Have you ever noticed how forms and paperwork from doctor’s offices are always clear and easy to read, colorful and distinctive, making it simple to see information at a glance? No? Neither have I. Medical paperwork frequently looks like a copy of a copy of a copy of a badly printed telephone book, belying the critical importance of communications in healthcare.

When we think of modern improvements to the U.S. healthcare system, we don’t tend to think so much of printed documents as we do of the push toward electronic health records (EHR), marked primarily by the passing of the Health Insurance Portability and Accountability Act of 1996 (HIPAA), as well as the Patient Protection and Affordable Care Act signed into law in 2010. Creating patient access, documentation and patient-centered care requirements, the Affordable Care Act made it clear that technology was needed to fulfill many of today’s healthcare requirements.

In spite of the EHR push, though, a lot of patient communication, especially on-site, takes place in the form of printed communications — often the abovementioned fuzzy, hard-to-read communications. In an effort to help healthcare providers combat that issue, Lexmark recently introduced Lexmark Patient Communication, which gives providers access to print-on-demand solutions, spot color to emphasize important points for patients, and increased document security.

Lexmark notes, “When a patient is unable to clearly read a form, they may provide incomplete or inaccurate information which can impact their care. Out-of-date forms used by different departments to collect information can also lead to synchronization issues between health information management (HIM) systems and patient data. In addition, confusion about post-discharge care can lead to negative patient experiences and readmissions.”

Color is a critical part of the solution as well, allowing for color printing, including spot color to highlight key sections so patients can complete forms more quickly and accurately. And when used as part of the overall solution, Lexmark’s printing devices allow for printing on numerous media including label stock, wristbands, card stock, plain paper and more.

Our take

Fuzzy forms at doctor’s offices are an easy target — just look at my introduction to this piece. But in truth, there are a lot of issues that come into play when a patient can’t read their paperwork. Unclear forms can lead to confusion about post-discharge care, which then leads to negative patient experiences and readmissions. In a hospital environment, this can lead to negative patient surveys that affect the all-important HCAHPS score. In other words, there is a lot of pressure to make sure patients can read their forms.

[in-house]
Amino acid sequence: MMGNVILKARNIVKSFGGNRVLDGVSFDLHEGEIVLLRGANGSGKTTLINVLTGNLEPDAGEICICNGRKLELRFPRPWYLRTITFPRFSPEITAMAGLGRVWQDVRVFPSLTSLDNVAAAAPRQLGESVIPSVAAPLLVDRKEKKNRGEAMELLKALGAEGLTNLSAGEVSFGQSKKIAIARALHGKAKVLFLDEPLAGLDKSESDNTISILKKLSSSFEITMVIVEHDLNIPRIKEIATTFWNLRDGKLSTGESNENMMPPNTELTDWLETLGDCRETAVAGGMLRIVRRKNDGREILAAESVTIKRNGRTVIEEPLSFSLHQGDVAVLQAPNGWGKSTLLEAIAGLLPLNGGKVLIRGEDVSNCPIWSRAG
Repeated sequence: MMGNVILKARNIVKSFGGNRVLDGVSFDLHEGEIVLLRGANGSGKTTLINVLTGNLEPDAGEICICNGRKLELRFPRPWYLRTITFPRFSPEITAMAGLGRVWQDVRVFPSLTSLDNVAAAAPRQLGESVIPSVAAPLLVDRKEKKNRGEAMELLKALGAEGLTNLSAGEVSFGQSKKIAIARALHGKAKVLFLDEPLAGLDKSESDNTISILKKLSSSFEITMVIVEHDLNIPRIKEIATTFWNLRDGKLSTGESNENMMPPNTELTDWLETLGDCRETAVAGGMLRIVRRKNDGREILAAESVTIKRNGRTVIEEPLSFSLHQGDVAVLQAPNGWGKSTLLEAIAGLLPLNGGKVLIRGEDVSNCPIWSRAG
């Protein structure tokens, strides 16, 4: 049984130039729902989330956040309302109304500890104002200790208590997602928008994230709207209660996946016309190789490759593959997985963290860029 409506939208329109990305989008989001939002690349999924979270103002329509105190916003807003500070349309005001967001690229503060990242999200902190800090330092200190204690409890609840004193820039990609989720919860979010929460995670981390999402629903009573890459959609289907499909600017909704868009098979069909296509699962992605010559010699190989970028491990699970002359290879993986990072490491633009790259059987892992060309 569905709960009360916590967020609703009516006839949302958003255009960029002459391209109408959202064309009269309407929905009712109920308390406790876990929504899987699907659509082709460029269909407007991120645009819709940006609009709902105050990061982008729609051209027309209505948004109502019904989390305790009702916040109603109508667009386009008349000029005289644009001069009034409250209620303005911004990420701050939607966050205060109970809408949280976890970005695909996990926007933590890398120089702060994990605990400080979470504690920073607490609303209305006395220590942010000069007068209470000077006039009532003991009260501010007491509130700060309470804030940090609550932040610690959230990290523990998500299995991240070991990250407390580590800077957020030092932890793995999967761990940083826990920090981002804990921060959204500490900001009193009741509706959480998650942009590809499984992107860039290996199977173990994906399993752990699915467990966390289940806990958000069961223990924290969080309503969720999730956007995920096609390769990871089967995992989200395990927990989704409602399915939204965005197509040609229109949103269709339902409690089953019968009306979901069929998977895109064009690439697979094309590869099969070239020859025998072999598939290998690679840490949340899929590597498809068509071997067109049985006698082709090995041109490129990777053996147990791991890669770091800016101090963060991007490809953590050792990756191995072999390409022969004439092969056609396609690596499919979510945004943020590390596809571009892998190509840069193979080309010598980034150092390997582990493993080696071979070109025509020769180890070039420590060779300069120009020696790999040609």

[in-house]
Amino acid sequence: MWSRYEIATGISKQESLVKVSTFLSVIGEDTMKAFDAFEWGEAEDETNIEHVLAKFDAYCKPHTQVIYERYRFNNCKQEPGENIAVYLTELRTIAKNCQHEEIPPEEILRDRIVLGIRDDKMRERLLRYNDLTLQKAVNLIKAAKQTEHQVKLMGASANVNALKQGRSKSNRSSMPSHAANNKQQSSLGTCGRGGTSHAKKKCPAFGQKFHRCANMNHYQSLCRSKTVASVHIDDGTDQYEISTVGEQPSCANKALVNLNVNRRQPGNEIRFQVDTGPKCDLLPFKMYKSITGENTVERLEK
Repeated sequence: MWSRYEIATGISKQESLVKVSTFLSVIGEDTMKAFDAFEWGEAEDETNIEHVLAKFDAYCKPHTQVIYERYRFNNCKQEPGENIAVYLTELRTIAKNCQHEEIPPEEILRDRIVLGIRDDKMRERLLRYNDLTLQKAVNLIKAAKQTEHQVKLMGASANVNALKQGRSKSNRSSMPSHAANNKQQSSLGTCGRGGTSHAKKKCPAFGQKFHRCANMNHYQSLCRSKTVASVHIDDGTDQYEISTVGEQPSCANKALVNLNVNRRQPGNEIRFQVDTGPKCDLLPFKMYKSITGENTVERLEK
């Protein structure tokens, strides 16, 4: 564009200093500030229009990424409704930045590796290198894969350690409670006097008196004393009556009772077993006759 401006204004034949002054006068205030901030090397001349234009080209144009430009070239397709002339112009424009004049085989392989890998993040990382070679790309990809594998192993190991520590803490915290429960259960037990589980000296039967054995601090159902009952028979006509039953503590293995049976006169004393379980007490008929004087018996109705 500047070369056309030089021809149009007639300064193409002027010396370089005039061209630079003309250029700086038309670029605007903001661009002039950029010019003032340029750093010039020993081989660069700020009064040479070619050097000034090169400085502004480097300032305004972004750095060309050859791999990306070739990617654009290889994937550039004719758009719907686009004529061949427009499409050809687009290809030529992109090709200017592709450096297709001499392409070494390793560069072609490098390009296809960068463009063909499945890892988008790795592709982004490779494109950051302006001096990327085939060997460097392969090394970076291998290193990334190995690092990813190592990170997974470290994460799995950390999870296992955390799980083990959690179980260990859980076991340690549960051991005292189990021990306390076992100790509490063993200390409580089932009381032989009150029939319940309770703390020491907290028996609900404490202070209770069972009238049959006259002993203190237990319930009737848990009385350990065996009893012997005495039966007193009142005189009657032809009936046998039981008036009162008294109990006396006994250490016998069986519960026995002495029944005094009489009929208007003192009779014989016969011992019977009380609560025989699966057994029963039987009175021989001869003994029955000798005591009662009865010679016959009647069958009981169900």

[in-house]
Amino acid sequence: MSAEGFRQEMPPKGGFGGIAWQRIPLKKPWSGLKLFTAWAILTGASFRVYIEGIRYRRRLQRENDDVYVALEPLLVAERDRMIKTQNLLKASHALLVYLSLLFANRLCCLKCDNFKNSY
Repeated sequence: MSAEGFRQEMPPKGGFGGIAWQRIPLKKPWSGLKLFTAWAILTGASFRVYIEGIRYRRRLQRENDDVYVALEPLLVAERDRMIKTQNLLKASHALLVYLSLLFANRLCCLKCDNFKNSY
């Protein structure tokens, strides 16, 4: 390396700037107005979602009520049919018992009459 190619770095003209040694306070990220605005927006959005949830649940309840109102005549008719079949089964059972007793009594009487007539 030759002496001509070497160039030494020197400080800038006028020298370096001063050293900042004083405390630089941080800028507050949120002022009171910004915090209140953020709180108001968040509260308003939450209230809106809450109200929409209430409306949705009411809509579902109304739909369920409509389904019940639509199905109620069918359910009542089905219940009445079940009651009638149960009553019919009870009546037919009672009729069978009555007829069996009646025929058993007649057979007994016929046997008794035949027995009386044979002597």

Meanwhile, the ability to print on demand doesn’t just lead to clearer forms (as opposed to copies of copies) — it’s a security issue as well. We’ve often noted that pull printing functionality is a key security feature in an office where printing is necessary — allowing users printing patient records, for example, to authenticate and release the job at the printer’s control panel, lowering the probability of sensitive information falling into the wrong hands by reducing the amount of jobs forgotten in the output tray. Small steps like these are almost indefinably critical to healthcare providers in an industry where noncompliance is costly — up to $1.5 million per HIPAA infraction, and that’s not taking into account the non-monetary penalties including loss of license or even prison.

And finally, there’s the issue of color forms. Cost is so often a concern with color printing, but ultimately it is one that must be weighed carefully and balanced against how it can help patients understand what they’re reading. Lexmark suggests that color is used on documents that require higher patient engagement, and that is backed up by research we’ve seen that shows just how significantly color affects reader perception, understanding and retention (check out the upcoming February issue of The Imaging Channel for more on this subject).

So the next time you’re at the doctor’s office or hospital (which I hope is not any time soon) and your forms look like a Rorschach test, take heart. All technological improvements are not being focused solely on the electronic — there are still developments being made in print, and hopefully they are on their way to you soon.

Patricia Ames
Patricia Ames

is senior analyst for BPO Media, which publishes The Imaging Channel and Workflow magazines. As a market analyst and industry consultant, Ames has worked for prominent consulting firms including KPMG and has more than 10 years experience in the imaging industry covering technology and business sectors. Ames has lived and worked in the United States, Southeast Asia and Europe and enjoys being a part of a global industry and community. Follow her on Twitter at @OTGPublisher or contact her by email at patricia@bpomedia.com